"I think it's very possible that it will get back to that 80 per cent level in Sydney. There's no reason why if we do see a reduction in cases that we won't see an increase in office occupancy, and that economic activity in the CBD," Timbrell says.
"What we are unlikely to see, though, is right back up to that 100 per cent of pre-COVID level."
When asked whether employer in-office working mandates could turn the tide, Timbrell said the current labour market dynamics more broadly were working in favour of employees, and survey data indicates they would like to continue working from home.
"There are going to be different dynamics from business to business about how much employees are expected to go into the office. One piece of data that I think's really relevant to that is the unemployment rate and under-utilisation rate from December," she says.
"The unemployment rate is now down at 4.2 per cent, and the rate of people who either are unemployed or don't have enough hours at their current job is actually at a 13-year low.
"What that means is employees have more bargaining power than they have in the past."
She believes this means employers may face a talent exodus if they do not go along with employees’ wishes to work from home at least a few days a week.
"Of course it depends on the business and the industry, but when there are so many jobs out there and so few unemployed people, there do tend to be some changes in that bargaining behaviour," she clarifies.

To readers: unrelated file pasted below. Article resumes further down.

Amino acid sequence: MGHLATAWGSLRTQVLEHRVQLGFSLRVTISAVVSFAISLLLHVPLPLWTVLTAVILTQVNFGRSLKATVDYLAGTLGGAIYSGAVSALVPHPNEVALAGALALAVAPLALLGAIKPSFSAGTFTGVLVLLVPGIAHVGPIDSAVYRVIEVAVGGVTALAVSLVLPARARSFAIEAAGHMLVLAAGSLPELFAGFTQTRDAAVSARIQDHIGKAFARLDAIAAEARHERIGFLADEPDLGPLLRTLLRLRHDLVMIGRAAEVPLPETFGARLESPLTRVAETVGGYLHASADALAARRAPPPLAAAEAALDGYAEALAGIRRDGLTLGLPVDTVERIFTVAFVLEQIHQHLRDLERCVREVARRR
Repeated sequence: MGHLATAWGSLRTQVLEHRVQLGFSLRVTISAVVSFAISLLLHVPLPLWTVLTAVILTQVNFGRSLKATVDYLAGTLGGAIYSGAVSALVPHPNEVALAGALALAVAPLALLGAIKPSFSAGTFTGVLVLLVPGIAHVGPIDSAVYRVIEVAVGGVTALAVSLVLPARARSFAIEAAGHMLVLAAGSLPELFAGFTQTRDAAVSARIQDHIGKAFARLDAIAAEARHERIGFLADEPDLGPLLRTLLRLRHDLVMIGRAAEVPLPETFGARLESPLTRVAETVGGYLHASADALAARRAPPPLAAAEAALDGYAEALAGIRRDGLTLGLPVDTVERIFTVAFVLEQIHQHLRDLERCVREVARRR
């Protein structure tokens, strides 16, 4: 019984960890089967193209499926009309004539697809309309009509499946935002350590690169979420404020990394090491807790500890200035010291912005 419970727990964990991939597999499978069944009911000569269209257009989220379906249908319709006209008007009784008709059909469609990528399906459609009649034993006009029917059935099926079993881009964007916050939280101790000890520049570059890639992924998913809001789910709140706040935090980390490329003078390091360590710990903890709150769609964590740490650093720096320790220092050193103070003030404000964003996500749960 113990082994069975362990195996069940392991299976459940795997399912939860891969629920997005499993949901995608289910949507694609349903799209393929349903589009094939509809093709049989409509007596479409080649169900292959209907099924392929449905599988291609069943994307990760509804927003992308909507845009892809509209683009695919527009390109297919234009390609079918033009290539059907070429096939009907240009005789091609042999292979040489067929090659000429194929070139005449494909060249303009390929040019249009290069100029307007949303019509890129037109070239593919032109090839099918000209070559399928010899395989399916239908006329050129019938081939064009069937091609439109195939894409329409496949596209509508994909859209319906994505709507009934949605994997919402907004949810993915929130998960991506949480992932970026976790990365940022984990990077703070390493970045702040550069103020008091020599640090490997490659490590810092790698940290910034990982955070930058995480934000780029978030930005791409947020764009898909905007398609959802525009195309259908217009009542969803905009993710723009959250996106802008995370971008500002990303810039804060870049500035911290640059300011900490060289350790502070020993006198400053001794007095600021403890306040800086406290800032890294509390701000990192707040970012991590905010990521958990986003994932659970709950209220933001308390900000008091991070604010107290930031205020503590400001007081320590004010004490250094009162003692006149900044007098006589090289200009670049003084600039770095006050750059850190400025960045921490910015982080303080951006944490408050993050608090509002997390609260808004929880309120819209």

In other data, she adds discretionary spending is improving across several categories as expected following the slow start to the year due to Omicron, but the most encouraging statistic relates to accommodation spending.
"One thing that jumped out at me a little bit was that accommodation spending is actually now a little bit above where it was in January 2020," she says.
"Obviously, two years’ worth of inflation means we’re not exactly where we were, but when we look at the data on accommodation, what we are seeing is that people do have some appetite to travel within Australia.
"That is a really positive thing for domestic tourism, because 75 per cent of Australia's tourism money actually comes from Australian residents travelling within Australia. Seeing those accommodation numbers is a really good sign for that."
And could this be accelerated further once Australia opens up to the world in 11 days' time?
"There does tend to be a bit of a lag between when you're allowed to travel somewhere and when people actually start doing it. We saw that when we had the Australia New Zealand bubble, but it really didn't have as much demand as some people were expecting," she says.
"We're not exactly expecting a huge rush out the gate when it comes to people coming into Australia, particularly for holiday-related or business-related tourism, but we will see a build in international tourism through the year, especially if those borders do stay sustainably open."